The bookmakers are not so certain, the sponsors persevering with Kauto Star at 7-4 ahead of Denman on 9-4. Kauto Star, having only scrambled home when making his own comeback at Haydock the previous weekend, will be making his customary trip to Kempton on Boxing Day. Denman, meanwhile, will have a low-key warm-up for Cheltenham in the Aon Chase back at Newbury in February.
A small field is guaranteed, but then that was the case when he first established his affinity with this track as a novice. Findlay is duly vexed that anyone should be concerned by a lack of runners in the valuable novice chases during the Hennessy meeting. "I'd watch a four-horse novice chase every day of the week," Findlay insisted. "You look through the history books and see how many good horses were unbeaten round Newbury. You saw Denman winning races like that round there, as a novice, and now you can see Punchestowns doing the same. And you wait and see what that horse is doing in a couple of years."
It was another great day for Nicholls, who also saddled What A Friend to chase home Denman and had already witnessed an easy reappearance success for Big Buck's. A year previously this horse had unseated his rider as Hennessy favourite, but he has since proved himself a champion stayer over hurdles. He could now meet the rising star in that division, Diamond Harry, at Ascot next month.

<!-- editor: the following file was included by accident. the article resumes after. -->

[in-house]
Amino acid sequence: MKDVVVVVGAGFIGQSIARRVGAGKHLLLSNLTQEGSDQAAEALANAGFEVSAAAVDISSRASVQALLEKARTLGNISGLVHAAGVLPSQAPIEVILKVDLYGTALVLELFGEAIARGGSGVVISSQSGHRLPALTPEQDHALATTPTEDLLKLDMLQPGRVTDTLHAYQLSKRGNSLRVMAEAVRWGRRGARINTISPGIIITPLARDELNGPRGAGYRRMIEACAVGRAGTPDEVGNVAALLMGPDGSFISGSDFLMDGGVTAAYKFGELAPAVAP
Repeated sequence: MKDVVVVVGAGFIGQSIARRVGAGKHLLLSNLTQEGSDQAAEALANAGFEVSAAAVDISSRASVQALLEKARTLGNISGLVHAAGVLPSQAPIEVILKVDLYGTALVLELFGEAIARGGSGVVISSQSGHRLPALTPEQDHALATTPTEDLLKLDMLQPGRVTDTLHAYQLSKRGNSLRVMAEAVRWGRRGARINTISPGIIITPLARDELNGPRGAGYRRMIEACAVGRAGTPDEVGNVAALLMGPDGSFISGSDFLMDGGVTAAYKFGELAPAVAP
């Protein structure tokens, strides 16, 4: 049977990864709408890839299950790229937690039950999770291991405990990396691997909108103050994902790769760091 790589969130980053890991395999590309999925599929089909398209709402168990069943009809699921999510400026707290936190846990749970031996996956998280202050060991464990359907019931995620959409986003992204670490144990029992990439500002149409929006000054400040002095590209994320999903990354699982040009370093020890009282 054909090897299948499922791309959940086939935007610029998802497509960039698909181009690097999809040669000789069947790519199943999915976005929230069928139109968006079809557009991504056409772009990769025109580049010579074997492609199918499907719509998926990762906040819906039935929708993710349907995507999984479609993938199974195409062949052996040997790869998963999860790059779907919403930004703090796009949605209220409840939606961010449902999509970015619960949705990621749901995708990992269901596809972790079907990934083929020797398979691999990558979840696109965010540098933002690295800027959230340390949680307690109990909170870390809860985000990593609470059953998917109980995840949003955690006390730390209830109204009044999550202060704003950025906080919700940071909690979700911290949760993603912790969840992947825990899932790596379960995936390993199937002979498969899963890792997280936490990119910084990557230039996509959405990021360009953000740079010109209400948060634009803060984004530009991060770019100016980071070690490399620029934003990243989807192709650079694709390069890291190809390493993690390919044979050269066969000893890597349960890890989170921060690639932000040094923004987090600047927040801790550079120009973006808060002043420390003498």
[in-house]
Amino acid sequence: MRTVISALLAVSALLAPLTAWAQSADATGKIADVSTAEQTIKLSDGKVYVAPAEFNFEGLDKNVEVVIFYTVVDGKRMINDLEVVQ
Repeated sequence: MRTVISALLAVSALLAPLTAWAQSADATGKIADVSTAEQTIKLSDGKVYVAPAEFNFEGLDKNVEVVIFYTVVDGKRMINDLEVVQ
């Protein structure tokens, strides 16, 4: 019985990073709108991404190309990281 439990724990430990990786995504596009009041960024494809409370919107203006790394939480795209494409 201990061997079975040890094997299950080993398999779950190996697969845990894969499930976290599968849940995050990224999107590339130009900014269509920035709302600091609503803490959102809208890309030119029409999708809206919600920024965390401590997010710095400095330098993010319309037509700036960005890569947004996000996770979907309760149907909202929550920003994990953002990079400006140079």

Sadly the weekend ended in anticlimax when a top-class card at Fairyhouse yesterday was lost to waterlogging. It is planned to reschedule the meeting on Wednesday.
A world apart, then, from the final appearance of Conduit's career, on firm ground in Tokyo for the Japan Cup. He ran creditably enough, in fourth, but never threatened the remarkable mare Vodka, who held on in a photo under the French ace, Christophe Lemaire, and so won her seventh Group One prize. Conduit will now remain in Japan to begin his stud career.
Now that really is something that might motivate a character like Denman. But he's not doing too badly, really, for a quirky, bone-idle gelding with a history of heart problems.
Weightlifters: Outstanding chasers in handicaps
*ARKLE 1964 and 1965 Hennessy Gold Cups, Newbury. The greatest of them all, twice shrugged off 12st 7lb.
*DESERT ORCHID 1988 Victor Chandler Chase, Ascot; 1990 Irish Grand National, Fairyhouse. Won a photo over two miles, giving 22lb to the runner-up; then romped home over three and a half, conceding at least 26lb all round.
*CRISP Second, 1973 Grand National, Aintree. The heartbreaker, collared close to home by Red Rum, a newcomer to the race who was receiving 23lb.
*CARVILL'S HILL 1991 Coral Welsh National, Chepstow. Gave later Grand National winner Party Politics 19lb and a 20-length hiding.
Turf Account: Chris McGrath
Command Marshal (4.10 Wolverhampton)
Returning to the all-weather off a lower rating than when last seen on turf. Excellent form over hurdles suggests he is in better form.
Count Boris (1.50 Fakenham)
Returns from a long absence but his new trainer has rekindled several other faded talents and this one is very fairly treated on his best form.
*ONE TO WATCH
Mith Hill (Ian Williams) bumped into an unusual talent at Newbury on Friday, in Lie Forrit, but pulled miles clear of a competitive field. Overdue a change of luck after a rough passage on previous start.
*WHERE THE MONEY'S GOING
Washington Irving, a smart horse on the Flat during his Ballydoyle days, is 20-1 with Totesport for the Supreme Novices' Hurdle after an impressive start over timber at Carlisle yesterday.